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Early visual processing is enhanced in the midluteal phase of the menstrual cycle


Lusk, BR and Carr, AR and Ransan, VA and Bryant, RA and Felmingham, KL, Early visual processing is enhanced in the midluteal phase of the menstrual cycle, Psychoneuroendocrinology, 62 pp. 343-351. ISSN 0306-4530 (2015) [Refereed Article]

Copyright Statement

Copyright 2015 Elsevier Ltd.

DOI: doi:10.1016/j.psyneuen.2015.08.022


Event-related potential (ERP) studies have revealed an early attentional bias in processing unpleasant emotional images in women. Recent neuroimaging data suggests there are significant differences in cortical emotional processing according to menstrual phase. This study examined the impact of menstrual phase on visual emotional processing in women compared to men. ERPs were recorded from 28 early follicular women, 29 midluteal women, and 27 men while they completed a passive viewing task of neutral and low- and high- arousing pleasant and unpleasant images. There was a significant effect of menstrual phase in early visual processing, as midluteal women displayed significantly greater P1 amplitude at occipital regions to all visual images compared to men. Both midluteal and early follicular women displayed larger N1 amplitudes than men (although this only reached significance for the midluteal group) to the visual images. No sex or menstrual phase differences were apparent in later N2, P3, or LPP. A condition effect demonstrated greater P3 and LPP amplitude to highly-arousing unpleasant images relative to all other stimuli conditions. These results indicate that women have greater early automatic visual processing compared to men, and suggests that this effect is particularly strong in women in the midluteal phase at the earliest stage of visual attention processing. Our findings highlight the importance of considering menstrual phase when examining sex differences in the cortical processing of visual stimuli.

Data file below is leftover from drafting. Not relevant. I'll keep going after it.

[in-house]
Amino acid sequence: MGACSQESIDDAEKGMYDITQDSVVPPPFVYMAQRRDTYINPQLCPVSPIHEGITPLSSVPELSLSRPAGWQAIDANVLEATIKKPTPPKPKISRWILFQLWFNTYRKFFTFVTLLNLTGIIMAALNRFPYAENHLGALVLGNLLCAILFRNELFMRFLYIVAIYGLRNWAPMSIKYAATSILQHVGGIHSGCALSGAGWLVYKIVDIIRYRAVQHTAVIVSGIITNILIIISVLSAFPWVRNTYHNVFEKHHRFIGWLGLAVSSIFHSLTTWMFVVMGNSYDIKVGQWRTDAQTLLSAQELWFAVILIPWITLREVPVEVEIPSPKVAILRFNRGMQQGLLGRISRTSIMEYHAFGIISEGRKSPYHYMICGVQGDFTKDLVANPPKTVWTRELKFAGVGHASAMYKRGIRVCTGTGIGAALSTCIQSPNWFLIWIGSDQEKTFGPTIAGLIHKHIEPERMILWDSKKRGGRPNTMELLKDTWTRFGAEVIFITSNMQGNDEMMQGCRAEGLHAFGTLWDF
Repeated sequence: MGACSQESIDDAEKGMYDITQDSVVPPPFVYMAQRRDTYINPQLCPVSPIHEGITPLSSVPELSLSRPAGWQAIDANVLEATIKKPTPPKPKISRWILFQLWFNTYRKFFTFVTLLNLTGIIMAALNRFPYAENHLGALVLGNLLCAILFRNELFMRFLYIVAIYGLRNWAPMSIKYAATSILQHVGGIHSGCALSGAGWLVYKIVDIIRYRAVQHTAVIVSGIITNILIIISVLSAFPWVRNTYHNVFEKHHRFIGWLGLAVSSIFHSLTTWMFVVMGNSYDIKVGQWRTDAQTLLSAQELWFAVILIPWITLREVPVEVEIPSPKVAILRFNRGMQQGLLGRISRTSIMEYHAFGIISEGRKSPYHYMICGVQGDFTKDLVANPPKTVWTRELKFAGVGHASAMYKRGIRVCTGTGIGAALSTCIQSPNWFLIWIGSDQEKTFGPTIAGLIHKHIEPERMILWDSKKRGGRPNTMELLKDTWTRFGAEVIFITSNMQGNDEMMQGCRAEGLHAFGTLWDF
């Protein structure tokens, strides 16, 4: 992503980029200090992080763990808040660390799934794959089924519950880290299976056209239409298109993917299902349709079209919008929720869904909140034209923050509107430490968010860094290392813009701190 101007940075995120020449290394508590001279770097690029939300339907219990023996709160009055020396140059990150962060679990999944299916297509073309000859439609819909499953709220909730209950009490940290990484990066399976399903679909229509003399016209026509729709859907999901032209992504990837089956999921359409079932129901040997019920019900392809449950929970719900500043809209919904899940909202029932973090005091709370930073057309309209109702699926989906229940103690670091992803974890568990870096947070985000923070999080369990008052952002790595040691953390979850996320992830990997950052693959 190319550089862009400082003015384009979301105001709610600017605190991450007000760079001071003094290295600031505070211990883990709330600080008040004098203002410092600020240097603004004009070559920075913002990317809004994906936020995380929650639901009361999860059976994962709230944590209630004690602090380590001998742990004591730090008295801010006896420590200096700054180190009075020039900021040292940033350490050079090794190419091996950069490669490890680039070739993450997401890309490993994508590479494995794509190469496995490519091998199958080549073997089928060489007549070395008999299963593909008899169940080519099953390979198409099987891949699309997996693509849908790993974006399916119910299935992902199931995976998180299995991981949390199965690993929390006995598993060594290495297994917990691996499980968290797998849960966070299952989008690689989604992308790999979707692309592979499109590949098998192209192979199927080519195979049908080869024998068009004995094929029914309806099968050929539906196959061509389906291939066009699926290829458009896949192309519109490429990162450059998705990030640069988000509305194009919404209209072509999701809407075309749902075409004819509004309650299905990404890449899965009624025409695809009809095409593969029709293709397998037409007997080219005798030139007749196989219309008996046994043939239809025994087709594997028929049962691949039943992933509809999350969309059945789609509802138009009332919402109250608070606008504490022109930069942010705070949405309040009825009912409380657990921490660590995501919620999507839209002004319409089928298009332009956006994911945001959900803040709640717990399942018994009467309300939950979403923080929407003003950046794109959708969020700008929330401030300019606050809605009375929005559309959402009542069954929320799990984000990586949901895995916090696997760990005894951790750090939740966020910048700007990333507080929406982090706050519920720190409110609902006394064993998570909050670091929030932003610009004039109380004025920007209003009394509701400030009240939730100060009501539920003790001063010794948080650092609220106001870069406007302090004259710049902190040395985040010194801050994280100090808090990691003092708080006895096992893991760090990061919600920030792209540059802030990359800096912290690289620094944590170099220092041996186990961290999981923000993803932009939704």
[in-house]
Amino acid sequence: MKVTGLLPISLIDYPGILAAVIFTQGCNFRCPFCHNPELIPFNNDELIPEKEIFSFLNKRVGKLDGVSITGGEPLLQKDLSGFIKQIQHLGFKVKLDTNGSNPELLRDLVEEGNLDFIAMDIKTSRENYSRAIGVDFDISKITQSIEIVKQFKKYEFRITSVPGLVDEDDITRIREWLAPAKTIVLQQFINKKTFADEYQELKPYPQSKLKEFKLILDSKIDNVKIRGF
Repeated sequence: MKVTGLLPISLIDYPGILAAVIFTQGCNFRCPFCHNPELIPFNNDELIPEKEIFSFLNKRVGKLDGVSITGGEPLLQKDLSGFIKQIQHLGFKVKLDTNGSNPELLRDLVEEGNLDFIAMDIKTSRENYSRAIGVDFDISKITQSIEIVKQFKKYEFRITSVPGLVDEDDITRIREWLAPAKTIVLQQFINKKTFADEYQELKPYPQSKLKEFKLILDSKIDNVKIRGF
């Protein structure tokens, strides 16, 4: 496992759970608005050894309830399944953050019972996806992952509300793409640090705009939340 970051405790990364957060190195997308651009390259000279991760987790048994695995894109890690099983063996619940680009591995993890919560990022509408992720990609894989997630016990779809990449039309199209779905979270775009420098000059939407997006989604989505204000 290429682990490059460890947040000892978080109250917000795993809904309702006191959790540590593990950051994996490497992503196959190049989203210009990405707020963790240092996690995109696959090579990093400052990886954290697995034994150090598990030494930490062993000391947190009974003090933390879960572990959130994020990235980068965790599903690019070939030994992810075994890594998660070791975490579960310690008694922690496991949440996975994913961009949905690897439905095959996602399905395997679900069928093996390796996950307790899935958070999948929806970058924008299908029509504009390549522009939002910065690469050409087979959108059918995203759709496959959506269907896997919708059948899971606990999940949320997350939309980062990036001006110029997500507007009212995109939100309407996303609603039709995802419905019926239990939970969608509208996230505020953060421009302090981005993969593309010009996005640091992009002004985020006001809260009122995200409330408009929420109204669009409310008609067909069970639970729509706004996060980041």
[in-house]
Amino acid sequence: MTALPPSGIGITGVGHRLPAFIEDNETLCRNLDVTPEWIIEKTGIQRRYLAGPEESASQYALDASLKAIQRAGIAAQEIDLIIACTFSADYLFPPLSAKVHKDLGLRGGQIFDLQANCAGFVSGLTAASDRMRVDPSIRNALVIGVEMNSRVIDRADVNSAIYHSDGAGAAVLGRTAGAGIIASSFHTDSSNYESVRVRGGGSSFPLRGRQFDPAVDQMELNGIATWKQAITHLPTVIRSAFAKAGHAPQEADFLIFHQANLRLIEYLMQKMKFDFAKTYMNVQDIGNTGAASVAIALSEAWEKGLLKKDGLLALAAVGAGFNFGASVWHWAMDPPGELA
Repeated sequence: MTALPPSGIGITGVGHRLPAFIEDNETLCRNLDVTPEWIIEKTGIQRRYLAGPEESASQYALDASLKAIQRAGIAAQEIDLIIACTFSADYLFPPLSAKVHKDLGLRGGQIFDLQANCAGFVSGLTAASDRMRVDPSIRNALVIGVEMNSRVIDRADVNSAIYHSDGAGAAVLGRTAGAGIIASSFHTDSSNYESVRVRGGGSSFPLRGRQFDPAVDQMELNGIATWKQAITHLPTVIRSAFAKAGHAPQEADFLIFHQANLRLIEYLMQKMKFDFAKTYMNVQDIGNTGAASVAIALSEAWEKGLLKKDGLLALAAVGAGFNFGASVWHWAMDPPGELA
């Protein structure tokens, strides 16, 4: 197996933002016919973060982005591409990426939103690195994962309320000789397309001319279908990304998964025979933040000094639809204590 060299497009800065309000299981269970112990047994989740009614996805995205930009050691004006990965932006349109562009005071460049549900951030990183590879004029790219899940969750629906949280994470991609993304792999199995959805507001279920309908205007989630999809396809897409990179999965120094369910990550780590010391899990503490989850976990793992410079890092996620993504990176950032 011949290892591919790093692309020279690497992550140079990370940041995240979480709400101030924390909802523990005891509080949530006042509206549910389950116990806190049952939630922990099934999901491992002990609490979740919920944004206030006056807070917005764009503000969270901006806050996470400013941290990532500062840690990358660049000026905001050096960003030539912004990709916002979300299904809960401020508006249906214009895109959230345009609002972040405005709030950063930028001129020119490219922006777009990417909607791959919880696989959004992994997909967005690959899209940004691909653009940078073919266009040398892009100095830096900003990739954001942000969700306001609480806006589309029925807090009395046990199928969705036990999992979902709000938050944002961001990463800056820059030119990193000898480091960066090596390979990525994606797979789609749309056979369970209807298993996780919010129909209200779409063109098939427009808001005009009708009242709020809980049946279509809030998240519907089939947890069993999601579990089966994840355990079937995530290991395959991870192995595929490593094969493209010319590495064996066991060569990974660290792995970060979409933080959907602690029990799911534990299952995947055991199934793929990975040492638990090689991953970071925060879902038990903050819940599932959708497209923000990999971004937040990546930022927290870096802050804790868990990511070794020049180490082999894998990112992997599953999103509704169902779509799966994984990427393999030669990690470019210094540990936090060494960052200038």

Item Details

Item Type:Refereed Article
Keywords:ERP, emotion, menstrual phase, midluteal phase, negativity bias, sex differences, visual processing
Research Division:Psychology
Research Group:Biological psychology
Research Field:Behavioural neuroscience
Objective Division:Expanding Knowledge
Objective Group:Expanding knowledge
Objective Field:Expanding knowledge in psychology
UTAS Author:Lusk, BR (Dr Bethany Sandhu)
UTAS Author:Carr, AR (Associate Professor Andrea Carr)
UTAS Author:Ransan, VA (Ms Val Ranson)
UTAS Author:Felmingham, KL (Professor Kim Felmingham)
ID Code:106201
Year Published:2015
Web of Science® Times Cited:12
Deposited By:Psychology
Deposited On:2016-02-02
Last Modified:2017-11-07

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